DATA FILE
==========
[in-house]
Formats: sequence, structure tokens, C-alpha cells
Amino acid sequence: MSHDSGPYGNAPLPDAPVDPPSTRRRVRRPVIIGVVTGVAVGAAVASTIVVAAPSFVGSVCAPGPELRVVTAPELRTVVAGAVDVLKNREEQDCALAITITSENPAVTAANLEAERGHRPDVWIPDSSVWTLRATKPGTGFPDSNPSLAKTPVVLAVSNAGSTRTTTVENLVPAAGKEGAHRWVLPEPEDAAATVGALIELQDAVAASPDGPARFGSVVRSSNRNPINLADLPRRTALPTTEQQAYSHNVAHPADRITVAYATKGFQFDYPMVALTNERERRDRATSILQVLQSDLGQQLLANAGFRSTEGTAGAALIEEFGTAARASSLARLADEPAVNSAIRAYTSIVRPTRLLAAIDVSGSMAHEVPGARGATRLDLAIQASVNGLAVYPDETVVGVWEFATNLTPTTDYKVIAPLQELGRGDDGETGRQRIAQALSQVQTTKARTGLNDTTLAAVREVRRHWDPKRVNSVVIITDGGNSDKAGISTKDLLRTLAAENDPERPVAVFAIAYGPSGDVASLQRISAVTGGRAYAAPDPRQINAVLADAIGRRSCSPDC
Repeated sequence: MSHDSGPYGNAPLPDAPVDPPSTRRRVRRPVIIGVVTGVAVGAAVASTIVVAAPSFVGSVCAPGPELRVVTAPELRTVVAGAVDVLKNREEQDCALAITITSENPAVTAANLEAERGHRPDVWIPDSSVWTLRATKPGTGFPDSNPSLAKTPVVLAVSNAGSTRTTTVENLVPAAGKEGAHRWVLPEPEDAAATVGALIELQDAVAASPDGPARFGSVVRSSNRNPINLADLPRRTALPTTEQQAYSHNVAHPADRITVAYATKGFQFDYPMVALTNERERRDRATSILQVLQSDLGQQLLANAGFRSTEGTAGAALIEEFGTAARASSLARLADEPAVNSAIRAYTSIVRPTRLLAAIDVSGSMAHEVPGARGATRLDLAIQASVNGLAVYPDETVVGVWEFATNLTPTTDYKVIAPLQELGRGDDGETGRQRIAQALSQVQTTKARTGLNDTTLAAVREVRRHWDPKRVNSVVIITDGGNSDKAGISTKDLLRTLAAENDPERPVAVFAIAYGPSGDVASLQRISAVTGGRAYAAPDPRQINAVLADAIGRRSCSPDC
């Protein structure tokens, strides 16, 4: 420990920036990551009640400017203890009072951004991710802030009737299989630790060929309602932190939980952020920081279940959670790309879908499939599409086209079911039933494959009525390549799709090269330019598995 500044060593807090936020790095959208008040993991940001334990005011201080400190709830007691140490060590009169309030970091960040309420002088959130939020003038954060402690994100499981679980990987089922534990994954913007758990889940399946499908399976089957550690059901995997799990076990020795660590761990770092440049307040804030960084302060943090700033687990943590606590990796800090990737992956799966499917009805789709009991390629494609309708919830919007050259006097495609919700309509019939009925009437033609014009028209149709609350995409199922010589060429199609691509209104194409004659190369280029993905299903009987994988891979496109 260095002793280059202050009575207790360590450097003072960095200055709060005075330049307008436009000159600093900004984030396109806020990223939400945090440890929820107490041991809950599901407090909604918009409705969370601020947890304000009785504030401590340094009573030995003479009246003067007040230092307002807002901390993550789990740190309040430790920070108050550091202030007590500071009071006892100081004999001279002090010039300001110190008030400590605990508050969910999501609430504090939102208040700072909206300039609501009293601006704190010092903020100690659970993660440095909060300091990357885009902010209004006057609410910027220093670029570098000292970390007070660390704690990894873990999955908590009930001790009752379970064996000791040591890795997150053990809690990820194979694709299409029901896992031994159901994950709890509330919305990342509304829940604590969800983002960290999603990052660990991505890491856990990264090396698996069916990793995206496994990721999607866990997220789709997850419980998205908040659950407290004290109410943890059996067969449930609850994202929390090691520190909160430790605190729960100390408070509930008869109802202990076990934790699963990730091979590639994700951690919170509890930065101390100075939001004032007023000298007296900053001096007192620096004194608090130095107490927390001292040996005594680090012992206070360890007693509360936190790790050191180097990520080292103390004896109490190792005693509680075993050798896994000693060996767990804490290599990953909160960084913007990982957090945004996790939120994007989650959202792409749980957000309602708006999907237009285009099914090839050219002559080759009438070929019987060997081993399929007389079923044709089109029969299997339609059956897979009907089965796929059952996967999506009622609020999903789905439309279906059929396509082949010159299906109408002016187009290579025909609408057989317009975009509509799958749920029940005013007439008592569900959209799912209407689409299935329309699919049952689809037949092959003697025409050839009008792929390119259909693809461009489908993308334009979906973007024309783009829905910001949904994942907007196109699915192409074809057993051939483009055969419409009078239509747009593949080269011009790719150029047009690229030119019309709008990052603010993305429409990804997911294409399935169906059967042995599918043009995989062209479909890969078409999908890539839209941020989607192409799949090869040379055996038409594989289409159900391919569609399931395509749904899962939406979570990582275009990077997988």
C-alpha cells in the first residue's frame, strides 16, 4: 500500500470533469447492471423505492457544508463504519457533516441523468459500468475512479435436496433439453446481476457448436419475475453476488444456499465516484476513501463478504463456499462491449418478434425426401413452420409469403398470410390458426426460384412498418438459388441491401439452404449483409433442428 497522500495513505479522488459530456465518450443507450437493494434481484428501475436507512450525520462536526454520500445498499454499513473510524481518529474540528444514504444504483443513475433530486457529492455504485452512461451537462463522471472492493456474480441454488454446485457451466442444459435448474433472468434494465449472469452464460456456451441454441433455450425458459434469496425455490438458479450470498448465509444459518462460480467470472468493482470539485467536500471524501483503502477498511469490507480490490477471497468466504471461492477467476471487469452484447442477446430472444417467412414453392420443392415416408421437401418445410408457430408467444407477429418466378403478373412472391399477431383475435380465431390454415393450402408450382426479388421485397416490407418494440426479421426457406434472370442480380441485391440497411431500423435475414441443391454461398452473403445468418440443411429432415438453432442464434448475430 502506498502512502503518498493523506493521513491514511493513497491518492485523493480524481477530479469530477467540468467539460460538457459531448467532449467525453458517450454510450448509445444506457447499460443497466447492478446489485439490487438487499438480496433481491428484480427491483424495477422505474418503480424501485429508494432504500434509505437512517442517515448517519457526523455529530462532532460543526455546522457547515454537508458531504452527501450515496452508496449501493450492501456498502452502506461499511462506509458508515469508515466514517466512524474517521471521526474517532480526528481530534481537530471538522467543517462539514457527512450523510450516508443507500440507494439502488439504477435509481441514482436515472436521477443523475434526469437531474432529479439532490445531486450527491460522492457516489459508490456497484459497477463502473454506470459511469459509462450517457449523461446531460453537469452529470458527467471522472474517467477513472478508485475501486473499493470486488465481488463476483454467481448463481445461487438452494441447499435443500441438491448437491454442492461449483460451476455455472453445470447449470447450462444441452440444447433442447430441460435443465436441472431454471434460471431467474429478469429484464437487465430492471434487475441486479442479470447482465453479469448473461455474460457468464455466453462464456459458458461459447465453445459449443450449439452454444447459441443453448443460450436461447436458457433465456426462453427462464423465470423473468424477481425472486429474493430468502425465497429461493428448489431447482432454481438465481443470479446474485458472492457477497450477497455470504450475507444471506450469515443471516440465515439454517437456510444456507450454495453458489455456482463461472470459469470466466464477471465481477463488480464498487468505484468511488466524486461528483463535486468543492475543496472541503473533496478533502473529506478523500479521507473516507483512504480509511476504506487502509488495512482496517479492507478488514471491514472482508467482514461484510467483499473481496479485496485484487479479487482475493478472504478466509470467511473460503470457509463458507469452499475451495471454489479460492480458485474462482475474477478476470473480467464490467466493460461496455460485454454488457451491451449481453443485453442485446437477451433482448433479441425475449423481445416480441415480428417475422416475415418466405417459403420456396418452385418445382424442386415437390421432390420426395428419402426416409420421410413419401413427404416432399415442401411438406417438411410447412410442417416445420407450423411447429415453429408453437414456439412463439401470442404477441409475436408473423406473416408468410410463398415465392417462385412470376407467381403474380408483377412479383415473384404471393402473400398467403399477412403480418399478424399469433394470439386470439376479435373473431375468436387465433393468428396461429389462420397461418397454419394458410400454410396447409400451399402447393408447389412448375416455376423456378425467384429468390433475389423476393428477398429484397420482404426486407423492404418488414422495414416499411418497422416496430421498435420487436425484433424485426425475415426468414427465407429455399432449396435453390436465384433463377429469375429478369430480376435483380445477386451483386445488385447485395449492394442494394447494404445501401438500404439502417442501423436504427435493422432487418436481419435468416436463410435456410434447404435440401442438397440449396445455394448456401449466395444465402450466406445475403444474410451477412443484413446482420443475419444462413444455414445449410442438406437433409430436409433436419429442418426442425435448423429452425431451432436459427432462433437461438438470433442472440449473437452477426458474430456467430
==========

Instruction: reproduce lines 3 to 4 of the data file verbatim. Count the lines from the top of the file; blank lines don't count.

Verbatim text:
Amino acid sequence: MSHDSGPYGNAPLPDAPVDPPSTRRRVRRPVIIGVVTGVAVGAAVASTIVVAAPSFVGSVCAPGPELRVVTAPELRTVVAGAVDVLKNREEQDCALAITITSENPAVTAANLEAERGHRPDVWIPDSSVWTLRATKPGTGFPDSNPSLAKTPVVLAVSNAGSTRTTTVENLVPAAGKEGAHRWVLPEPEDAAATVGALIELQDAVAASPDGPARFGSVVRSSNRNPINLADLPRRTALPTTEQQAYSHNVAHPADRITVAYATKGFQFDYPMVALTNERERRDRATSILQVLQSDLGQQLLANAGFRSTEGTAGAALIEEFGTAARASSLARLADEPAVNSAIRAYTSIVRPTRLLAAIDVSGSMAHEVPGARGATRLDLAIQASVNGLAVYPDETVVGVWEFATNLTPTTDYKVIAPLQELGRGDDGETGRQRIAQALSQVQTTKARTGLNDTTLAAVREVRRHWDPKRVNSVVIITDGGNSDKAGISTKDLLRTLAAENDPERPVAVFAIAYGPSGDVASLQRISAVTGGRAYAAPDPRQINAVLADAIGRRSCSPDC
Repeated sequence: MSHDSGPYGNAPLPDAPVDPPSTRRRVRRPVIIGVVTGVAVGAAVASTIVVAAPSFVGSVCAPGPELRVVTAPELRTVVAGAVDVLKNREEQDCALAITITSENPAVTAANLEAERGHRPDVWIPDSSVWTLRATKPGTGFPDSNPSLAKTPVVLAVSNAGSTRTTTVENLVPAAGKEGAHRWVLPEPEDAAATVGALIELQDAVAASPDGPARFGSVVRSSNRNPINLADLPRRTALPTTEQQAYSHNVAHPADRITVAYATKGFQFDYPMVALTNERERRDRATSILQVLQSDLGQQLLANAGFRSTEGTAGAALIEEFGTAARASSLARLADEPAVNSAIRAYTSIVRPTRLLAAIDVSGSMAHEVPGARGATRLDLAIQASVNGLAVYPDETVVGVWEFATNLTPTTDYKVIAPLQELGRGDDGETGRQRIAQALSQVQTTKARTGLNDTTLAAVREVRRHWDPKRVNSVVIITDGGNSDKAGISTKDLLRTLAAENDPERPVAVFAIAYGPSGDVASLQRISAVTGGRAYAAPDPRQINAVLADAIGRRSCSPDC